Solutions to Limitations on Spatially Varying Super-Resolution Methods
In this work we focused on Super-Resolution imaging methods which use active manipulation of spatially varying patterns on high resolution samples. We found solutions to the main limitations on known methods that use different ways to form patterns on the samples.
Approaches that use spatially varying illumination, such as structured illumination microscopy etc., encode high spatial-frequency features of samples which can later be decoded using post processing. A strong requirement is to have a-priori high spatial-frequency knowledge of the encoding patterns. We addressed this problem and proposed a method in which the sample is illuminated by an ensemble of unknown, high-resolution speckle patterns. The patterns themselves are unknown, but are connected by a known transformation. This set of illuminated sample images is limited in its spatial frequency because of the non-ideal imaging system. Using the set and the knowledge of the known transformation, the sample and the ensemble are reconstructed with higher resolution than the limited imaging system.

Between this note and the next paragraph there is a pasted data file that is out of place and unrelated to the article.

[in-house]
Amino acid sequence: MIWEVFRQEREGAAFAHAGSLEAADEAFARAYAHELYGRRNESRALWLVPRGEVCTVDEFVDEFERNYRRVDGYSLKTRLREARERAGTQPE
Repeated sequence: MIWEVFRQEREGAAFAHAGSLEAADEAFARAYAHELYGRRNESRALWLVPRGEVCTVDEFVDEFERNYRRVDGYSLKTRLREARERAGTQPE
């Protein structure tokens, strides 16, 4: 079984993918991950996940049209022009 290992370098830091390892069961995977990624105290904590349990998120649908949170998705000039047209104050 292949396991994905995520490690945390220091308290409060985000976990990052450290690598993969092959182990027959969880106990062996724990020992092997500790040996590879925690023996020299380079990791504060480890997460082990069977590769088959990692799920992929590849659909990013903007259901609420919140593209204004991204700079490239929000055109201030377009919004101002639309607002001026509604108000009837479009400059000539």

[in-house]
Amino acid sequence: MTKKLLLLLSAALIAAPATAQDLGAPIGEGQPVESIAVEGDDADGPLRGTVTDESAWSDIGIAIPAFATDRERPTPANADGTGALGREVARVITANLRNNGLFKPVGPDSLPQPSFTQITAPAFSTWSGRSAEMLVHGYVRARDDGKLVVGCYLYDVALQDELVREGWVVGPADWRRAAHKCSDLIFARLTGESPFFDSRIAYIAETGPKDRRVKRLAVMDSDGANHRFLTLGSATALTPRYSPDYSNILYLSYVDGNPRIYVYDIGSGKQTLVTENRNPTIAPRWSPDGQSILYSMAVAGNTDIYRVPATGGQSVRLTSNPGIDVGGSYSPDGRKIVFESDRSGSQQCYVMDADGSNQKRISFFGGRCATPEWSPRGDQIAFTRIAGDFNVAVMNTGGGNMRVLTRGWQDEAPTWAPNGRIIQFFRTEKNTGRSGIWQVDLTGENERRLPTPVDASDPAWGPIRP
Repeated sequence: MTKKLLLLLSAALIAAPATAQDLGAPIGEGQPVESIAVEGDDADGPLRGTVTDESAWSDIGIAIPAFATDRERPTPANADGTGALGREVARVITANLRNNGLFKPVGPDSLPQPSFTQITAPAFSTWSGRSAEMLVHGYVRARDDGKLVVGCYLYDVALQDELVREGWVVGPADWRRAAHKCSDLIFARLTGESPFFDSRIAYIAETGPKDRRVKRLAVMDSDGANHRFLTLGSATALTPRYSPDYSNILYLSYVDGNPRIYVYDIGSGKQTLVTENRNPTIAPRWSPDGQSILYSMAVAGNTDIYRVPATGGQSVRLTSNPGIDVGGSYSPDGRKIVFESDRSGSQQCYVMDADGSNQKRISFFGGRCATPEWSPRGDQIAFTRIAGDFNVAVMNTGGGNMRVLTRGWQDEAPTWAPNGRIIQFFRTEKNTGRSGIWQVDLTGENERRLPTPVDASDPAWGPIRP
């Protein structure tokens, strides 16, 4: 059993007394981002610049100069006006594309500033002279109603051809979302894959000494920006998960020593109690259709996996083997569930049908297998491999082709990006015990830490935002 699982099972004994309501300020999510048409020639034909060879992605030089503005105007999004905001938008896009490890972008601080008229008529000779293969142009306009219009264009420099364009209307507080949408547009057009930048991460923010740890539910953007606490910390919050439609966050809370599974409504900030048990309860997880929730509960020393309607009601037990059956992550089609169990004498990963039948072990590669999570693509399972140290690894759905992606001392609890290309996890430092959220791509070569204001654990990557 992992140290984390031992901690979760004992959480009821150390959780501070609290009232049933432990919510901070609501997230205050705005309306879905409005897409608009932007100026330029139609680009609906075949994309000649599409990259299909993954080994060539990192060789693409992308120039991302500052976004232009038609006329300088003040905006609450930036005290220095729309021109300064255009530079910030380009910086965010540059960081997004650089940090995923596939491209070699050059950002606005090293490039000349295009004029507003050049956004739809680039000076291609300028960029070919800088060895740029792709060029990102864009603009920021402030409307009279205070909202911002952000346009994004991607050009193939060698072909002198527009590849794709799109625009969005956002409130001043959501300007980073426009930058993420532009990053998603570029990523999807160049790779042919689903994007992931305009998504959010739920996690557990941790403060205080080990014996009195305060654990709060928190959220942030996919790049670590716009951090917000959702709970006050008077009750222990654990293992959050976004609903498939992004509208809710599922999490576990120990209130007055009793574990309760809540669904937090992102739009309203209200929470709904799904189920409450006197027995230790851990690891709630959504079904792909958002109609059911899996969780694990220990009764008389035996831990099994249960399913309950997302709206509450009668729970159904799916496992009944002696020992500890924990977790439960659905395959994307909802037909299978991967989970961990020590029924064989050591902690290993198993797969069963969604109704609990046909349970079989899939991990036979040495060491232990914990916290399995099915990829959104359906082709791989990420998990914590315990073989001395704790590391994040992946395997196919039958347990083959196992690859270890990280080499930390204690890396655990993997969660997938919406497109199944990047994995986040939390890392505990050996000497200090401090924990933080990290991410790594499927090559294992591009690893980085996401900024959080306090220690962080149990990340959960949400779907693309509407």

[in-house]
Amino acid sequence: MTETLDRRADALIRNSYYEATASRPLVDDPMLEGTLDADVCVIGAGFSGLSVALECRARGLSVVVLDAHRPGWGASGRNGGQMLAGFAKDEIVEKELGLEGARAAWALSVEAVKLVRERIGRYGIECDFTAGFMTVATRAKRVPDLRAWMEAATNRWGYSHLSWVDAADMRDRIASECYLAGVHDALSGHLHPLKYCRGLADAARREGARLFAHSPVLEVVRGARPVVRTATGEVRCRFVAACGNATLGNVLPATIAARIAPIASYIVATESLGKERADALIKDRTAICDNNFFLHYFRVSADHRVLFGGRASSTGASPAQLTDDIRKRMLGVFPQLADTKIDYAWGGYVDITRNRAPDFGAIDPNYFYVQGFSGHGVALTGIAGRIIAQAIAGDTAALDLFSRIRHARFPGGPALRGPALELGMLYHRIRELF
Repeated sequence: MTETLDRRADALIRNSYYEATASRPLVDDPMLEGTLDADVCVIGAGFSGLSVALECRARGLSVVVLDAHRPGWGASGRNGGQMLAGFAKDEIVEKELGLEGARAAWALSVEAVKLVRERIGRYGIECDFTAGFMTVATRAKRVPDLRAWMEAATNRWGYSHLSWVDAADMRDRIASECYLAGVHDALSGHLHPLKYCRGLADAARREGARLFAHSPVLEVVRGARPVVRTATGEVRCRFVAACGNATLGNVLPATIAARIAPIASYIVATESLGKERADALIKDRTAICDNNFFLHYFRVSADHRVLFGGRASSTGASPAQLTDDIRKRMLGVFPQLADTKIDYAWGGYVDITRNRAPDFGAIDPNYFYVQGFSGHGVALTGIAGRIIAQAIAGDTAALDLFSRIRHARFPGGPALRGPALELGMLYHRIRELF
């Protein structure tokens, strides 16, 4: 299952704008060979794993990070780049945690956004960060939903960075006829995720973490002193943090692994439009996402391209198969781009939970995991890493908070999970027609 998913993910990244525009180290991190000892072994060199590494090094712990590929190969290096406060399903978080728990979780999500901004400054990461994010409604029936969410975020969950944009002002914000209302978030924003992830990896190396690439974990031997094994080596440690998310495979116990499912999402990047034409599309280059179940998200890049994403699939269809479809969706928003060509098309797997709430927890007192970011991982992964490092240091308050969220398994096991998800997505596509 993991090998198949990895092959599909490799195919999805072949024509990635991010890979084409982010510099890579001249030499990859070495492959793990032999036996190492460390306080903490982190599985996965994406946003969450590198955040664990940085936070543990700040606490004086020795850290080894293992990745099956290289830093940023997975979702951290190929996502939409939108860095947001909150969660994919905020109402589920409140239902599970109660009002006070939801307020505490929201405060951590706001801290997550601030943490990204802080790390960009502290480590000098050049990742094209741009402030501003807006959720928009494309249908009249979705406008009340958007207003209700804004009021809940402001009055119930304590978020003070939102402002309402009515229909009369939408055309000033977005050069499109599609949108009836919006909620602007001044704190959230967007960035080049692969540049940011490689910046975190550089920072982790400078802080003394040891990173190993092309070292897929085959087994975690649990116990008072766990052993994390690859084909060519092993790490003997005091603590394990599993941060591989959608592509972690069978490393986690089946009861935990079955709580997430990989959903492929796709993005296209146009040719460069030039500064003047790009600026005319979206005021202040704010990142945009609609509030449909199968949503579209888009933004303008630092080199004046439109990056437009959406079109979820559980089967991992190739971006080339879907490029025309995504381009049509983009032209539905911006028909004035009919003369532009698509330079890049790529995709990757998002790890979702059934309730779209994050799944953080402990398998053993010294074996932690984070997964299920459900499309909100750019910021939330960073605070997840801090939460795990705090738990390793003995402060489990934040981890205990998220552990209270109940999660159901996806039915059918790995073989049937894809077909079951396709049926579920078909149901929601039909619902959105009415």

The concept of most super-resolution techniques is to perfect focusing or synthetically enlarge the aperture. However, the diffraction limit still determines the resolution boundary and resolution enhancement beyond 200 nm with visible light is hard to achieve. A new approach called linear optics nanoscopy managed to break beyond the diffraction limit by forming patterns on the sample using manipulation of disturbances to the global illumination. Subwavelength nanoparticles are suspended next to the object, and evanescent waves are encoded into the nanoparticles scattered light. A major limitation comes from the fact that the nanoparticles undergo Brownian motion. Based on passive scanning, the method suffers from long measurement times and other significant limitations; for example, only nanoparticles located closer than the illumination wavelength to the sample contribute to the signal. To overcome these limitation we developed a method that manipulates sub-wavelength particles using optical trapping which actively manipulated the disturbance. Optical tweezers both force the particle to subwavelength distances from the sample and control the scan. A new mathematical variation on the original method was also developed due to the fact that the disturbance reflected the light instead of absorbing it.